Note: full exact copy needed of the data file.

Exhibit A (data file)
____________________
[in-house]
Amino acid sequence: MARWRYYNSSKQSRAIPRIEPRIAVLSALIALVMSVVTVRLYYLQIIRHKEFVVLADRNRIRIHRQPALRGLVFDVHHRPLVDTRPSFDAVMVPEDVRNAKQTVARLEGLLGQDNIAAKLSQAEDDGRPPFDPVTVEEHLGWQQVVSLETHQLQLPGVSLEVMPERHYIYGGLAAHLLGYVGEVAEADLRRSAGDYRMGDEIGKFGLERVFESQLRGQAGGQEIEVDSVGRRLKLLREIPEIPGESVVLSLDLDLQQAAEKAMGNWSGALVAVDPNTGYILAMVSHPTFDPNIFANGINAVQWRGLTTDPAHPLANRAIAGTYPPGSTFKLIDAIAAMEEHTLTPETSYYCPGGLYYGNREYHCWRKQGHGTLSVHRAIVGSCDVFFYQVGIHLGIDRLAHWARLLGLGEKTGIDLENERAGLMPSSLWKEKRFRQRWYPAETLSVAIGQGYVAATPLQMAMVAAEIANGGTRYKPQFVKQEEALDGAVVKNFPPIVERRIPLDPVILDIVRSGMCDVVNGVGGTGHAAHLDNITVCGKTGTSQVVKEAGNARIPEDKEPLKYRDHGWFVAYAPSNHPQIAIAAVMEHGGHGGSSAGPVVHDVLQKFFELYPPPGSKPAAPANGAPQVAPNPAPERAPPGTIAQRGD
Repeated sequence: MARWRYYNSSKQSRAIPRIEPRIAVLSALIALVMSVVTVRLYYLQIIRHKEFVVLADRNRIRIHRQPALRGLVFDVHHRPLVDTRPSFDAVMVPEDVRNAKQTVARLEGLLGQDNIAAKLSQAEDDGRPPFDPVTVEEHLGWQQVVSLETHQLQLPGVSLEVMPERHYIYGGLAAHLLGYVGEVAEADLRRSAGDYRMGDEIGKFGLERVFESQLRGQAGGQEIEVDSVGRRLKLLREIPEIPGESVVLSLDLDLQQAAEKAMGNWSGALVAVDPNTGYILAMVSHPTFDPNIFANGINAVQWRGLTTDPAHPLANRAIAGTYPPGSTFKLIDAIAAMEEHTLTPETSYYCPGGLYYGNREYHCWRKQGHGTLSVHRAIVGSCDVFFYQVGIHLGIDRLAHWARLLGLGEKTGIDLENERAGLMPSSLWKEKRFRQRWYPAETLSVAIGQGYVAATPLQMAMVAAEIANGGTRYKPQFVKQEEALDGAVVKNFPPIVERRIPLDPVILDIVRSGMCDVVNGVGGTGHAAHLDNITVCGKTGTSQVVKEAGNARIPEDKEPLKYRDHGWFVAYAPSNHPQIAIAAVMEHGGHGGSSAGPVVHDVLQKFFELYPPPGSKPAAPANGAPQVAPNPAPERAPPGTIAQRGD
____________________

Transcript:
[in-house]
Amino acid sequence: MARWRYYNSSKQSRAIPRIEPRIAVLSALIALVMSVVTVRLYYLQIIRHKEFVVLADRNRIRIHRQPALRGLVFDVHHRPLVDTRPSFDAVMVPEDVRNAKQTVARLEGLLGQDNIAAKLSQAEDDGRPPFDPVTVEEHLGWQQVVSLETHQLQLPGVSLEVMPERHYIYGGLAAHLLGYVGEVAEADLRRSAGDYRMGDEIGKFGLERVFESQLRGQAGGQEIEVDSVGRRLKLLREIPEIPGESVVLSLDLDLQQAAEKAMGNWSGALVAVDPNTGYILAMVSHPTFDPNIFANGINAVQWRGLTTDPAHPLANRAIAGTYPPGSTFKLIDAIAAMEEHTLTPETSYYCPGGLYYGNREYHCWRKQGHGTLSVHRAIVGSCDVFFYQVGIHLGIDRLAHWARLLGLGEKTGIDLENERAGLMPSSLWKEKRFRQRWYPAETLSVAIGQGYVAATPLQMAMVAAEIANGGTRYKPQFVKQEEALDGAVVKNFPPIVERRIPLDPVILDIVRSGMCDVVNGVGGTGHAAHLDNITVCGKTGTSQVVKEAGNARIPEDKEPLKYRDHGWFVAYAPSNHPQIAIAAVMEHGGHGGSSAGPVVHDVLQKFFELYPPPGSKPAAPANGAPQVAPNPAPERAPPGTIAQRGD
Repeated sequence: MARWRYYNSSKQSRAIPRIEPRIAVLSALIALVMSVVTVRLYYLQIIRHKEFVVLADRNRIRIHRQPALRGLVFDVHHRPLVDTRPSFDAVMVPEDVRNAKQTVARLEGLLGQDNIAAKLSQAEDDGRPPFDPVTVEEHLGWQQVVSLETHQLQLPGVSLEVMPERHYIYGGLAAHLLGYVGEVAEADLRRSAGDYRMGDEIGKFGLERVFESQLRGQAGGQEIEVDSVGRRLKLLREIPEIPGESVVLSLDLDLQQAAEKAMGNWSGALVAVDPNTGYILAMVSHPTFDPNIFANGINAVQWRGLTTDPAHPLANRAIAGTYPPGSTFKLIDAIAAMEEHTLTPETSYYCPGGLYYGNREYHCWRKQGHGTLSVHRAIVGSCDVFFYQVGIHLGIDRLAHWARLLGLGEKTGIDLENERAGLMPSSLWKEKRFRQRWYPAETLSVAIGQGYVAATPLQMAMVAAEIANGGTRYKPQFVKQEEALDGAVVKNFPPIVERRIPLDPVILDIVRSGMCDVVNGVGGTGHAAHLDNITVCGKTGTSQVVKEAGNARIPEDKEPLKYRDHGWFVAYAPSNHPQIAIAAVMEHGGHGGSSAGPVVHDVLQKFFELYPPPGSKPAAPANGAPQVAPNPAPERAPPGTIAQRGD